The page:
The US Navy will start a service life extension program of F/A-18 E and Super Hornets in 2017 due to delays in fielding the F-35 Joint Strike Fighter.
"Our first Super Hornets are getting to 6,000 hours probably at the end of next year so that's the place where we'll start opening them up and we'll do what we call a service life assessment program," said Navy Vice Adm. Mike Shoemaker, the commander of naval air forces in National Defense Maganzine Wednesday.
The assessment will determine what needs to be repaired so fixes can be standardized as best as possible across the fleet, Shoemaker added.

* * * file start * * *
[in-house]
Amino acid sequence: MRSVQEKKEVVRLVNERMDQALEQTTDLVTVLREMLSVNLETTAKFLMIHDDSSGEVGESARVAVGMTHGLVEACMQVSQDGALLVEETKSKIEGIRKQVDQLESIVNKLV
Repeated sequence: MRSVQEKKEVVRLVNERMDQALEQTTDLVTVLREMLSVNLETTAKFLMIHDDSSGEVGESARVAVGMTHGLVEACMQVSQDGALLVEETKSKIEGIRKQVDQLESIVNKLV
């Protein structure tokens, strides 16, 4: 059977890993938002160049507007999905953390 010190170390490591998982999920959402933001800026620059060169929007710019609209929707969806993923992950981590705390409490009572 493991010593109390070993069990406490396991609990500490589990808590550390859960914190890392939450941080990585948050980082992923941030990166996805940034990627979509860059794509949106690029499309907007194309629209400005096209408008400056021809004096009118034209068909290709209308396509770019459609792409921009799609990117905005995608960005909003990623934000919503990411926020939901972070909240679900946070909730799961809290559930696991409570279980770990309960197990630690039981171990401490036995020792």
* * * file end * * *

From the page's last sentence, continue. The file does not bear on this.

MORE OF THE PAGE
The delays in fielding the Navy’s F-35 variant have led to increased flight hours for the service's legacy jet fighters.
"We're in this situation for a number of reasons," Shoemaker said during a discussion at the Center for Strategic and International Studies.
"We've delayed the initial introduction of the F-35C from the Navy side — in fact, it's about almost seven years from when we planned an initial operating capability and so that forced us to keep our classic" Hornets in the fleet longer.
However, refurbishing the Hornets has proven more difficult than officials first imagined, and while they are out of commission, the service's Super Hornets are taking up the slack and exhausting their flight hours at an accelerated pace, he said.